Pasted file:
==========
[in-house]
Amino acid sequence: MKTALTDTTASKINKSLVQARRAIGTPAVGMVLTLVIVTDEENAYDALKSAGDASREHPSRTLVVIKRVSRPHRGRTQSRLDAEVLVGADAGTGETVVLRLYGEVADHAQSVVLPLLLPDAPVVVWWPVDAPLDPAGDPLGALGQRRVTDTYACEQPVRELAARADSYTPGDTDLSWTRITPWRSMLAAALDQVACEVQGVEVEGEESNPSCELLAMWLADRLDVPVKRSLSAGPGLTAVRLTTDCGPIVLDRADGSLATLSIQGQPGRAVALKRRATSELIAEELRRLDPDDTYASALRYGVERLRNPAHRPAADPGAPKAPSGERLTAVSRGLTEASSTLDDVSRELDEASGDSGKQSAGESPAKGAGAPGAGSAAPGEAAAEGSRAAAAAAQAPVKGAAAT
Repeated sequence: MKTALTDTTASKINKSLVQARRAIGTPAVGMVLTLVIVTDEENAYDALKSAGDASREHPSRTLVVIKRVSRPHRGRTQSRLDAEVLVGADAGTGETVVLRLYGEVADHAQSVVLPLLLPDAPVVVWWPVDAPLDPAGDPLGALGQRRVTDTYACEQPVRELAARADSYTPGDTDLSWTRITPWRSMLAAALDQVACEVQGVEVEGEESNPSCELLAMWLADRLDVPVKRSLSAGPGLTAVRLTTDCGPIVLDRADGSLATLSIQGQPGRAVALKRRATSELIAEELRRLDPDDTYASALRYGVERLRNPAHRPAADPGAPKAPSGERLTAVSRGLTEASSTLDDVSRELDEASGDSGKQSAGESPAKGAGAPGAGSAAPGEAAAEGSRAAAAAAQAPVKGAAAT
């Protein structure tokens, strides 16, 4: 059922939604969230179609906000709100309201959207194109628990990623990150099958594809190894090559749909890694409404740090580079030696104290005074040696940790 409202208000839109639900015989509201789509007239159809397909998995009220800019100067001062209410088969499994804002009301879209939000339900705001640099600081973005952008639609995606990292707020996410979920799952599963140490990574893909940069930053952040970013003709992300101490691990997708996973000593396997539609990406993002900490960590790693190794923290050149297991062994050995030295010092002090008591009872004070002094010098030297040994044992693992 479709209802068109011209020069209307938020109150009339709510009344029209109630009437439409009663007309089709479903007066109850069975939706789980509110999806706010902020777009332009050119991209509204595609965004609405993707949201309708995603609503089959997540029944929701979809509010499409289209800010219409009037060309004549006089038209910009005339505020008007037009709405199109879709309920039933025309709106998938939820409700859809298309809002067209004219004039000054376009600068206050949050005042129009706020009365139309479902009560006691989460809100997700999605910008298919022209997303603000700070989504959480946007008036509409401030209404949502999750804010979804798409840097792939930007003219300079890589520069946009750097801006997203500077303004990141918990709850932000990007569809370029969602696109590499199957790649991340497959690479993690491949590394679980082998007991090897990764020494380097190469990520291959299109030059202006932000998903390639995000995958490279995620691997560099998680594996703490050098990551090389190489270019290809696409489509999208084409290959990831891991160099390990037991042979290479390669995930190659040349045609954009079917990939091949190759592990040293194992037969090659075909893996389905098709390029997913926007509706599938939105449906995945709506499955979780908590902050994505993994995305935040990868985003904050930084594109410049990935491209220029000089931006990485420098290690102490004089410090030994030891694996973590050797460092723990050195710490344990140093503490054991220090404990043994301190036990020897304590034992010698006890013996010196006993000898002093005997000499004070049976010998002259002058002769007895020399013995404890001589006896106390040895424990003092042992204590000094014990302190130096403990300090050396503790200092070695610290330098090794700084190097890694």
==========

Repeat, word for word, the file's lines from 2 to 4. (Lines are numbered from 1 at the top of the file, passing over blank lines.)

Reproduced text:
Amino acid sequence: MKTALTDTTASKINKSLVQARRAIGTPAVGMVLTLVIVTDEENAYDALKSAGDASREHPSRTLVVIKRVSRPHRGRTQSRLDAEVLVGADAGTGETVVLRLYGEVADHAQSVVLPLLLPDAPVVVWWPVDAPLDPAGDPLGALGQRRVTDTYACEQPVRELAARADSYTPGDTDLSWTRITPWRSMLAAALDQVACEVQGVEVEGEESNPSCELLAMWLADRLDVPVKRSLSAGPGLTAVRLTTDCGPIVLDRADGSLATLSIQGQPGRAVALKRRATSELIAEELRRLDPDDTYASALRYGVERLRNPAHRPAADPGAPKAPSGERLTAVSRGLTEASSTLDDVSRELDEASGDSGKQSAGESPAKGAGAPGAGSAAPGEAAAEGSRAAAAAAQAPVKGAAAT
Repeated sequence: MKTALTDTTASKINKSLVQARRAIGTPAVGMVLTLVIVTDEENAYDALKSAGDASREHPSRTLVVIKRVSRPHRGRTQSRLDAEVLVGADAGTGETVVLRLYGEVADHAQSVVLPLLLPDAPVVVWWPVDAPLDPAGDPLGALGQRRVTDTYACEQPVRELAARADSYTPGDTDLSWTRITPWRSMLAAALDQVACEVQGVEVEGEESNPSCELLAMWLADRLDVPVKRSLSAGPGLTAVRLTTDCGPIVLDRADGSLATLSIQGQPGRAVALKRRATSELIAEELRRLDPDDTYASALRYGVERLRNPAHRPAADPGAPKAPSGERLTAVSRGLTEASSTLDDVSRELDEASGDSGKQSAGESPAKGAGAPGAGSAAPGEAAAEGSRAAAAAAQAPVKGAAAT
């Protein structure tokens, strides 16, 4: 059922939604969230179609906000709100309201959207194109628990990623990150099958594809190894090559749909890694409404740090580079030696104290005074040696940790 409202208000839109639900015989509201789509007239159809397909998995009220800019100067001062209410088969499994804002009301879209939000339900705001640099600081973005952008639609995606990292707020996410979920799952599963140490990574893909940069930053952040970013003709992300101490691990997708996973000593396997539609990406993002900490960590790693190794923290050149297991062994050995030295010092002090008591009872004070002094010098030297040994044992693992 479709209802068109011209020069209307938020109150009339709510009344029209109630009437439409009663007309089709479903007066109850069975939706789980509110999806706010902020777009332009050119991209509204595609965004609405993707949201309708995603609503089959997540029944929701979809509010499409289209800010219409009037060309004549006089038209910009005339505020008007037009709405199109879709309920039933025309709106998938939820409700859809298309809002067209004219004039000054376009600068206050949050005042129009706020009365139309479902009560006691989460809100997700999605910008298919022209997303603000700070989504959480946007008036509409401030209404949502999750804010979804798409840097792939930007003219300079890589520069946009750097801006997203500077303004990141918990709850932000990007569809370029969602696109590499199957790649991340497959690479993690491949590394679980082998007991090897990764020494380097190469990520291959299109030059202006932000998903390639995000995958490279995620691997560099998680594996703490050098990551090389190489270019290809696409489509999208084409290959990831891991160099390990037991042979290479390669995930190659040349045609954009079917990939091949190759592990040293194992037969090659075909893996389905098709390029997913926007509706599938939105449906995945709506499955979780908590902050994505993994995305935040990868985003904050930084594109410049990935491209220029000089931006990485420098290690102490004089410090030994030891694996973590050797460092723990050195710490344990140093503490054991220090404990043994301190036990020897304590034992010698006890013996010196006993000898002093005997000499004070049976010998002259002058002769007895020399013995404890001589006896106390040895424990003092042992204590000094014990302190130096403990300090050396503790200092070695610290330098090794700084190097890694």